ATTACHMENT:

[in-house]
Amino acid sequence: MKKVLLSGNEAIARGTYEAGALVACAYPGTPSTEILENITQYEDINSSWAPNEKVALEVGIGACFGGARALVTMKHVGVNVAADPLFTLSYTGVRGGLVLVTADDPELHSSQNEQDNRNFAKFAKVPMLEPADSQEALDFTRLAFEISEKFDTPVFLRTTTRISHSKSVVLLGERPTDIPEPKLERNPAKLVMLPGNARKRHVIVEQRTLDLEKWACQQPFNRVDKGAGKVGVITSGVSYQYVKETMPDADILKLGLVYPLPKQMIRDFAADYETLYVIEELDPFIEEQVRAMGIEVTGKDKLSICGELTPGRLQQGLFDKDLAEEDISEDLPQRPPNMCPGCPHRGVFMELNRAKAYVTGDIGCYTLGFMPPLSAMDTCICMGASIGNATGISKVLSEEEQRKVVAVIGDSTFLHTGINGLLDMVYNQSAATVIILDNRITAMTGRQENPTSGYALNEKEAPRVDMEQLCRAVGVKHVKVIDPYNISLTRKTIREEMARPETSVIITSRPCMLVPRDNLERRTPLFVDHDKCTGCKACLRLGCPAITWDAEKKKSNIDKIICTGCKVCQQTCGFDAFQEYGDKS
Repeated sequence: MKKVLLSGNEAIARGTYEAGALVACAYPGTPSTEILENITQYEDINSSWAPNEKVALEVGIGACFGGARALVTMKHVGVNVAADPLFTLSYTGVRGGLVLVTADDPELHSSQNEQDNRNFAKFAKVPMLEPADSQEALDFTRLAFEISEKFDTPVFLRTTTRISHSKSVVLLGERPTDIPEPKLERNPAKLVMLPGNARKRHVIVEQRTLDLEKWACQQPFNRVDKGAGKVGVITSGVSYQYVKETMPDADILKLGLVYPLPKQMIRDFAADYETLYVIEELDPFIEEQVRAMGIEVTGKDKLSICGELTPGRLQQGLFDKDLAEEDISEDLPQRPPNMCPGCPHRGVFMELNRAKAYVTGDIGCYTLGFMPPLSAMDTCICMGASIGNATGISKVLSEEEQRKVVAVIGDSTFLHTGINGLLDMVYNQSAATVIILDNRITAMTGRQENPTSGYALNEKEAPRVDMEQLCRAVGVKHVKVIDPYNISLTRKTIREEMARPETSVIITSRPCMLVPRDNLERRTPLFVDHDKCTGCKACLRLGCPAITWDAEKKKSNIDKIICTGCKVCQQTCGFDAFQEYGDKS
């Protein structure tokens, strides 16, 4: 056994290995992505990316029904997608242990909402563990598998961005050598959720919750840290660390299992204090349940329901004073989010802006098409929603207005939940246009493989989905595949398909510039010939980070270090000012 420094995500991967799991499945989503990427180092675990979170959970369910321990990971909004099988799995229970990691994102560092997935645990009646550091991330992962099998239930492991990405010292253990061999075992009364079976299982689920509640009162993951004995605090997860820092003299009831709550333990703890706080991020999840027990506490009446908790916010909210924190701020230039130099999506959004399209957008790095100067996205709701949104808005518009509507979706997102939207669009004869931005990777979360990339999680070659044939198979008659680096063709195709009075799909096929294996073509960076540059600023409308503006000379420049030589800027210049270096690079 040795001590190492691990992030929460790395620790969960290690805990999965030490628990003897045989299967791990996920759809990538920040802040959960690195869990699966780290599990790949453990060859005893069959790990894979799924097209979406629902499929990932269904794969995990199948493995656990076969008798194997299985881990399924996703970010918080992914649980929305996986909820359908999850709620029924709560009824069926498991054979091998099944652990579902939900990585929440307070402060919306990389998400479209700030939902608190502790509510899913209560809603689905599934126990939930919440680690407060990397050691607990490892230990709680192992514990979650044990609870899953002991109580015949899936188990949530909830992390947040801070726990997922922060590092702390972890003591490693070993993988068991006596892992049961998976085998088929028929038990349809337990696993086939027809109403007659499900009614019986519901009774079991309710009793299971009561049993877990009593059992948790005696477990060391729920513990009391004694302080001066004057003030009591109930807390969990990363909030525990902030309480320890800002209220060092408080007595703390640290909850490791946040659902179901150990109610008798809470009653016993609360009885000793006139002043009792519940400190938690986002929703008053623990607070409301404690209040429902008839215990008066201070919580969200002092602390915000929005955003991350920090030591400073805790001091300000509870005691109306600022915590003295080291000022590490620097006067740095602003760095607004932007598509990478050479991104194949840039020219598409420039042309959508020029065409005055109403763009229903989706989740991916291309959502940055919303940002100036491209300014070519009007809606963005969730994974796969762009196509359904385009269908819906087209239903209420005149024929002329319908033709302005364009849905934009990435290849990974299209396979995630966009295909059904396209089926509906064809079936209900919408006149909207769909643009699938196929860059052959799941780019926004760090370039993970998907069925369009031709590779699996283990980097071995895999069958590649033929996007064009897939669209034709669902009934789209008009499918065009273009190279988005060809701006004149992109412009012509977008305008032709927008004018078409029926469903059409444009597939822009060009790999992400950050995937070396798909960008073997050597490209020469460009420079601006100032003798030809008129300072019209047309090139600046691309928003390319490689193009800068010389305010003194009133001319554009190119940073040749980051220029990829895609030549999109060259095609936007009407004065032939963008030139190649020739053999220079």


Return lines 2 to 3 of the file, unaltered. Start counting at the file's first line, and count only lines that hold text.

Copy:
Amino acid sequence: MKKVLLSGNEAIARGTYEAGALVACAYPGTPSTEILENITQYEDINSSWAPNEKVALEVGIGACFGGARALVTMKHVGVNVAADPLFTLSYTGVRGGLVLVTADDPELHSSQNEQDNRNFAKFAKVPMLEPADSQEALDFTRLAFEISEKFDTPVFLRTTTRISHSKSVVLLGERPTDIPEPKLERNPAKLVMLPGNARKRHVIVEQRTLDLEKWACQQPFNRVDKGAGKVGVITSGVSYQYVKETMPDADILKLGLVYPLPKQMIRDFAADYETLYVIEELDPFIEEQVRAMGIEVTGKDKLSICGELTPGRLQQGLFDKDLAEEDISEDLPQRPPNMCPGCPHRGVFMELNRAKAYVTGDIGCYTLGFMPPLSAMDTCICMGASIGNATGISKVLSEEEQRKVVAVIGDSTFLHTGINGLLDMVYNQSAATVIILDNRITAMTGRQENPTSGYALNEKEAPRVDMEQLCRAVGVKHVKVIDPYNISLTRKTIREEMARPETSVIITSRPCMLVPRDNLERRTPLFVDHDKCTGCKACLRLGCPAITWDAEKKKSNIDKIICTGCKVCQQTCGFDAFQEYGDKS
Repeated sequence: MKKVLLSGNEAIARGTYEAGALVACAYPGTPSTEILENITQYEDINSSWAPNEKVALEVGIGACFGGARALVTMKHVGVNVAADPLFTLSYTGVRGGLVLVTADDPELHSSQNEQDNRNFAKFAKVPMLEPADSQEALDFTRLAFEISEKFDTPVFLRTTTRISHSKSVVLLGERPTDIPEPKLERNPAKLVMLPGNARKRHVIVEQRTLDLEKWACQQPFNRVDKGAGKVGVITSGVSYQYVKETMPDADILKLGLVYPLPKQMIRDFAADYETLYVIEELDPFIEEQVRAMGIEVTGKDKLSICGELTPGRLQQGLFDKDLAEEDISEDLPQRPPNMCPGCPHRGVFMELNRAKAYVTGDIGCYTLGFMPPLSAMDTCICMGASIGNATGISKVLSEEEQRKVVAVIGDSTFLHTGINGLLDMVYNQSAATVIILDNRITAMTGRQENPTSGYALNEKEAPRVDMEQLCRAVGVKHVKVIDPYNISLTRKTIREEMARPETSVIITSRPCMLVPRDNLERRTPLFVDHDKCTGCKACLRLGCPAITWDAEKKKSNIDKIICTGCKVCQQTCGFDAFQEYGDKS